Jeremy Corbyn was all of us at PMQs today, with this withering assault on Theresa May’s Brexit chaos [VIDEO]

Kerry-anne Mendoza

Jeremy Corbyn managed to raise a laugh from everyone except Theresa May at Prime Minister’s Questions on Wednesday 26 October, by finding a novel way of summing up the government’s car crash approach to Brexit.

The leader of the Labour Party compared May’s Brexit policy to bumbling Baldrick of comedy series Blackadder.

May is facing a disastrous few days in office. She has made a dramatic U-turn on the third runway at Heathrow, approving plans after nearly a decade of vigorously opposing the expansion. The U-turn saw Zac Goldsmith quit as a Conservative MP and split the party. The Prime Minister also attempted to apply pressure on SNP leader Nicola Sturgeon, warning her not to “undermine” the government’s plans for Brexit – and it blew up in her face.

May was also secretly taped giving a private talk to bankers from Goldman Sachs prior to the EU referendum, giving truly dire warnings of the impact of Brexit. This is deeply inconsistent with her ‘Hard Brexit’ approach since becoming Prime Minister.

There is not a front on which Theresa May appears to be winning right now. Not even at PMQs, against a Labour leader whose party is actively conspiring to topple him against the wishes of the membership.

It’s not clear how much longer May will be able to keep her position without an election. And her survival will likely depend on backroom negotiations with the likes of Boris Johnson and other potential opponents, who may favour a compliant May in power for now.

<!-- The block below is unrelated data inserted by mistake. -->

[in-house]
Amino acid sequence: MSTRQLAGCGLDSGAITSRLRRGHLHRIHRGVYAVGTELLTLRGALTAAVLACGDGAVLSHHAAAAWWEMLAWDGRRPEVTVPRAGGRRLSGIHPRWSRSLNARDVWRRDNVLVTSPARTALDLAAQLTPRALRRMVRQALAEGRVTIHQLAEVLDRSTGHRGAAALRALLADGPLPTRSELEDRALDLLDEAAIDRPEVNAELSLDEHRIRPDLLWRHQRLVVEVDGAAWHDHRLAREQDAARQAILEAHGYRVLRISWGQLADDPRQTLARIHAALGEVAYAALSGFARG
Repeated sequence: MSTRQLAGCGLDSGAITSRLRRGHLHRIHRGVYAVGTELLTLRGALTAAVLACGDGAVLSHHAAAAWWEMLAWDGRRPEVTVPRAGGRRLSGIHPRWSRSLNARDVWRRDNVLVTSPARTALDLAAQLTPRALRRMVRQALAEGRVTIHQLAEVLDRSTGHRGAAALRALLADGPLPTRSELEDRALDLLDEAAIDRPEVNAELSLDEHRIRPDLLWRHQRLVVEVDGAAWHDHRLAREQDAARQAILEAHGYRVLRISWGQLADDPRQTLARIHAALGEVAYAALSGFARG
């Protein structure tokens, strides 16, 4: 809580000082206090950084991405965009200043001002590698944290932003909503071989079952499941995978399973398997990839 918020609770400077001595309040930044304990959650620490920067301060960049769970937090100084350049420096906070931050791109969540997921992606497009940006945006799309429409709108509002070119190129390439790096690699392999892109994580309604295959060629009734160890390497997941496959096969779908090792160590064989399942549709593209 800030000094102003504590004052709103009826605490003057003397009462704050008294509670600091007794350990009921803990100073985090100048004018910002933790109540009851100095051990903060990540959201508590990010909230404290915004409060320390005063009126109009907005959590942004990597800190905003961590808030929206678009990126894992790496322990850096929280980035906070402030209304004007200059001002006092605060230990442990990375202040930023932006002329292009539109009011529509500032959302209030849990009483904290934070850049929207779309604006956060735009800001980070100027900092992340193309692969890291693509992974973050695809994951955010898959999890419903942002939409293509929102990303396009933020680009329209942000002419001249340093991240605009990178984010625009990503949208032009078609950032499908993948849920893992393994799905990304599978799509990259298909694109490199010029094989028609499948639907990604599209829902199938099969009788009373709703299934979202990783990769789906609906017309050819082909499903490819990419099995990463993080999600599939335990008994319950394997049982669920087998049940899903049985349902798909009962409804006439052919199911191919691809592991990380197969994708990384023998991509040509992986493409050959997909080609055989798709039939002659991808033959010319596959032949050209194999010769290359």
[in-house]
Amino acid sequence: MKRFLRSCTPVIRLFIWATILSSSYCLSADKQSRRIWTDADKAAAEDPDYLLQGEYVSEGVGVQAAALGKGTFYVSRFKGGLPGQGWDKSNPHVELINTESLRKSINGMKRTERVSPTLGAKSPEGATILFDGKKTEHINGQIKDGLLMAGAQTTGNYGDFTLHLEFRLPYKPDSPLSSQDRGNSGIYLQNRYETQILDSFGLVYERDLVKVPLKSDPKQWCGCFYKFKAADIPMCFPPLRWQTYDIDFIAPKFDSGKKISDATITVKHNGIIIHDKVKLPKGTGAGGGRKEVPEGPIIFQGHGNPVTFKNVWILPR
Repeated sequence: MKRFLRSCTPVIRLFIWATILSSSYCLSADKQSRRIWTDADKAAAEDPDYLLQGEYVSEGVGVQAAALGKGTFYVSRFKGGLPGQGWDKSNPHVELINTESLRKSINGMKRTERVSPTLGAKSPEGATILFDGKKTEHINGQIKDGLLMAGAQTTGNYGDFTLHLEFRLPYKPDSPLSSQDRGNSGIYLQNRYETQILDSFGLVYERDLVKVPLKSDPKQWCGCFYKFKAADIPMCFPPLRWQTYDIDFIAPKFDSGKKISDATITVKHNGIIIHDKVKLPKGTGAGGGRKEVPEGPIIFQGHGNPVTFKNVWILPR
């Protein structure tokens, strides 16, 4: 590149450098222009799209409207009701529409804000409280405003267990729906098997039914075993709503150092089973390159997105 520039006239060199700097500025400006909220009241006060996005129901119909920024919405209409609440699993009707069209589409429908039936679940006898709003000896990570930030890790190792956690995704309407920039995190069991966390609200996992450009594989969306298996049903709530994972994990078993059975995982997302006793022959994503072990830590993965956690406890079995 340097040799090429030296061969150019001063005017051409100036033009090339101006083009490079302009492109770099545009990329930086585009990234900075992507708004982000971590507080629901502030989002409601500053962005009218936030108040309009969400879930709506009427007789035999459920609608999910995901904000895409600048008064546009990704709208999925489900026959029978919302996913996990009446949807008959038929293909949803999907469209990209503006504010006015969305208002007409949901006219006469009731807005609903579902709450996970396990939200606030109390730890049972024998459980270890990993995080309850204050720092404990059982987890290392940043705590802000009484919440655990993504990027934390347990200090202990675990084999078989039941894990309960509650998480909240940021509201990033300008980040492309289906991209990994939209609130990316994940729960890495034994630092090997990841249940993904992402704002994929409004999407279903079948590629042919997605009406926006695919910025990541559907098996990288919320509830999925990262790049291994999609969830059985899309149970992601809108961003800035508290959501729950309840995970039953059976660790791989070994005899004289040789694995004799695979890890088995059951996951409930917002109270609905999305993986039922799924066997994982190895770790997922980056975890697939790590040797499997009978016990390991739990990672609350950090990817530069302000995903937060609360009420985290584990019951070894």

Featured image via YouTube screengrab

We need your help ...

The coronavirus pandemic is changing our world, fast. And we will do all we can to keep bringing you news and analysis throughout. But we are worried about maintaining enough income to pay our staff and minimal overheads.

Now, more than ever, we need a vibrant, independent media that holds the government to account and calls it out when it puts vested economic interests above human lives. We need a media that shows solidarity with the people most affected by the crisis – and one that can help to build a world based on collaboration and compassion.

We have been fighting against an establishment that is trying to shut us down. And like most independent media, we don’t have the deep pockets of investors to call on to bail us out.

Can you help by chipping in a few pounds each month?

The Canary Support us

Comments are closed